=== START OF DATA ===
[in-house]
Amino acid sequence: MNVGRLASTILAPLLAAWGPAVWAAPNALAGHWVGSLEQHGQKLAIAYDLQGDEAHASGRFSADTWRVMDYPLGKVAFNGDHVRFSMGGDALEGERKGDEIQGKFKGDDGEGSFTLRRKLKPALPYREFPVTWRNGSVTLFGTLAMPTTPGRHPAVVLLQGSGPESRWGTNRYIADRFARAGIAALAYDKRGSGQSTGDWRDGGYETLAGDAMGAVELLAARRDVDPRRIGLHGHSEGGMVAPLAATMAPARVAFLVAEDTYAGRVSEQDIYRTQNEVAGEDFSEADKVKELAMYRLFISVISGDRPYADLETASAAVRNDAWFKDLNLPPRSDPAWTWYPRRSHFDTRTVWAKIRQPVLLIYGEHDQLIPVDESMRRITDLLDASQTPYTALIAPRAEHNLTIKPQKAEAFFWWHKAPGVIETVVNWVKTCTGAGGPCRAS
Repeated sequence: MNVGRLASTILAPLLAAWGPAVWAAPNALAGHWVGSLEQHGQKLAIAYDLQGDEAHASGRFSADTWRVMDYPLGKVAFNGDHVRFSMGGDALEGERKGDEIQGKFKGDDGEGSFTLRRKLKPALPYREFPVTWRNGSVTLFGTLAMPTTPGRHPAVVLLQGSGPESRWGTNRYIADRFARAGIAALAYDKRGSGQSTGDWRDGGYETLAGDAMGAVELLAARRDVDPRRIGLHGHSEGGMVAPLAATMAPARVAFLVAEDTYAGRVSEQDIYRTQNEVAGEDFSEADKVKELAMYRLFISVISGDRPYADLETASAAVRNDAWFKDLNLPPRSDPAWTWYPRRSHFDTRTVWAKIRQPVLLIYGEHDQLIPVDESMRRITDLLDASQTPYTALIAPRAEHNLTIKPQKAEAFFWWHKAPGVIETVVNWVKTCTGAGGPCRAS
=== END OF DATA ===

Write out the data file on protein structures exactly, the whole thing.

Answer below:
[in-house]
Amino acid sequence: MNVGRLASTILAPLLAAWGPAVWAAPNALAGHWVGSLEQHGQKLAIAYDLQGDEAHASGRFSADTWRVMDYPLGKVAFNGDHVRFSMGGDALEGERKGDEIQGKFKGDDGEGSFTLRRKLKPALPYREFPVTWRNGSVTLFGTLAMPTTPGRHPAVVLLQGSGPESRWGTNRYIADRFARAGIAALAYDKRGSGQSTGDWRDGGYETLAGDAMGAVELLAARRDVDPRRIGLHGHSEGGMVAPLAATMAPARVAFLVAEDTYAGRVSEQDIYRTQNEVAGEDFSEADKVKELAMYRLFISVISGDRPYADLETASAAVRNDAWFKDLNLPPRSDPAWTWYPRRSHFDTRTVWAKIRQPVLLIYGEHDQLIPVDESMRRITDLLDASQTPYTALIAPRAEHNLTIKPQKAEAFFWWHKAPGVIETVVNWVKTCTGAGGPCRAS
Repeated sequence: MNVGRLASTILAPLLAAWGPAVWAAPNALAGHWVGSLEQHGQKLAIAYDLQGDEAHASGRFSADTWRVMDYPLGKVAFNGDHVRFSMGGDALEGERKGDEIQGKFKGDDGEGSFTLRRKLKPALPYREFPVTWRNGSVTLFGTLAMPTTPGRHPAVVLLQGSGPESRWGTNRYIADRFARAGIAALAYDKRGSGQSTGDWRDGGYETLAGDAMGAVELLAARRDVDPRRIGLHGHSEGGMVAPLAATMAPARVAFLVAEDTYAGRVSEQDIYRTQNEVAGEDFSEADKVKELAMYRLFISVISGDRPYADLETASAAVRNDAWFKDLNLPPRSDPAWTWYPRRSHFDTRTVWAKIRQPVLLIYGEHDQLIPVDESMRRITDLLDASQTPYTALIAPRAEHNLTIKPQKAEAFFWWHKAPGVIETVVNWVKTCTGAGGPCRAS